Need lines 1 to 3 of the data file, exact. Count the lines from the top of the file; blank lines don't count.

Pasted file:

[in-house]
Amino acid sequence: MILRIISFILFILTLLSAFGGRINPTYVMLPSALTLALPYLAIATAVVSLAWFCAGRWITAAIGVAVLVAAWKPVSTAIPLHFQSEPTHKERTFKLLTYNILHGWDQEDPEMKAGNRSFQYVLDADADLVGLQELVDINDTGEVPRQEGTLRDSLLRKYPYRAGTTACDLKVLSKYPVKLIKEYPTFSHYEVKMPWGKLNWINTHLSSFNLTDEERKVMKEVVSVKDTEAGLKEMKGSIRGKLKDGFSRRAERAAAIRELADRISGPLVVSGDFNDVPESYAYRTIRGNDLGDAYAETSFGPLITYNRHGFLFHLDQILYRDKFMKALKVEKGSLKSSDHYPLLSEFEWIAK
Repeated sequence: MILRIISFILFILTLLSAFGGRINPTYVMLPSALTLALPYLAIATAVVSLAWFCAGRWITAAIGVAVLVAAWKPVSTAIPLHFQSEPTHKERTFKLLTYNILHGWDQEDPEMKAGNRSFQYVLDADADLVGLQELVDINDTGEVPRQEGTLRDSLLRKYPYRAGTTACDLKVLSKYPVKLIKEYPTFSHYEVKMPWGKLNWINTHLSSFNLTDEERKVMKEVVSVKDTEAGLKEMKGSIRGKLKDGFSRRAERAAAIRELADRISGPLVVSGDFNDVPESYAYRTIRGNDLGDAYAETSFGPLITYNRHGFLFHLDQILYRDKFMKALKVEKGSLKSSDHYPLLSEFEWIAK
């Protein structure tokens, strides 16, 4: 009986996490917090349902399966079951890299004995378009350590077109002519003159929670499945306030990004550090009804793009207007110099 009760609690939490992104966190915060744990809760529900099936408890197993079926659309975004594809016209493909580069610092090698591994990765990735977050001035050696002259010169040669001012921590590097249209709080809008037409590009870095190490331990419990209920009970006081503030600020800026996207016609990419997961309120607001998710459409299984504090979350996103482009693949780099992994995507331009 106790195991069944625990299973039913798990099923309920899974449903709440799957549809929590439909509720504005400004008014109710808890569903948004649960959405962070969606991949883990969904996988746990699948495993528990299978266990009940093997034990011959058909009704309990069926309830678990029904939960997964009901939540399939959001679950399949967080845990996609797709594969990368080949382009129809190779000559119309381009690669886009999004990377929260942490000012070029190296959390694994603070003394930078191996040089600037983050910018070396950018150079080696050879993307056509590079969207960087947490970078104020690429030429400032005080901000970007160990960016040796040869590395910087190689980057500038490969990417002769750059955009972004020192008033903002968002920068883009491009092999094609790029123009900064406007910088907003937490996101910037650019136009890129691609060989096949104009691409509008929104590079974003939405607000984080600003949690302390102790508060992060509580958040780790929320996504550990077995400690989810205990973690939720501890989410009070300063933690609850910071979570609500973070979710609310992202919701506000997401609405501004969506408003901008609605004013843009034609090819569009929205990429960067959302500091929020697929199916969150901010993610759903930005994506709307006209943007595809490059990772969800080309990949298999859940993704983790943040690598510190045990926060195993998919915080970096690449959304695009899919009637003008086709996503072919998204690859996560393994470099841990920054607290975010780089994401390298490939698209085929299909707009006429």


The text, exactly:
[in-house]
Amino acid sequence: MILRIISFILFILTLLSAFGGRINPTYVMLPSALTLALPYLAIATAVVSLAWFCAGRWITAAIGVAVLVAAWKPVSTAIPLHFQSEPTHKERTFKLLTYNILHGWDQEDPEMKAGNRSFQYVLDADADLVGLQELVDINDTGEVPRQEGTLRDSLLRKYPYRAGTTACDLKVLSKYPVKLIKEYPTFSHYEVKMPWGKLNWINTHLSSFNLTDEERKVMKEVVSVKDTEAGLKEMKGSIRGKLKDGFSRRAERAAAIRELADRISGPLVVSGDFNDVPESYAYRTIRGNDLGDAYAETSFGPLITYNRHGFLFHLDQILYRDKFMKALKVEKGSLKSSDHYPLLSEFEWIAK
Repeated sequence: MILRIISFILFILTLLSAFGGRINPTYVMLPSALTLALPYLAIATAVVSLAWFCAGRWITAAIGVAVLVAAWKPVSTAIPLHFQSEPTHKERTFKLLTYNILHGWDQEDPEMKAGNRSFQYVLDADADLVGLQELVDINDTGEVPRQEGTLRDSLLRKYPYRAGTTACDLKVLSKYPVKLIKEYPTFSHYEVKMPWGKLNWINTHLSSFNLTDEERKVMKEVVSVKDTEAGLKEMKGSIRGKLKDGFSRRAERAAAIRELADRISGPLVVSGDFNDVPESYAYRTIRGNDLGDAYAETSFGPLITYNRHGFLFHLDQILYRDKFMKALKVEKGSLKSSDHYPLLSEFEWIAK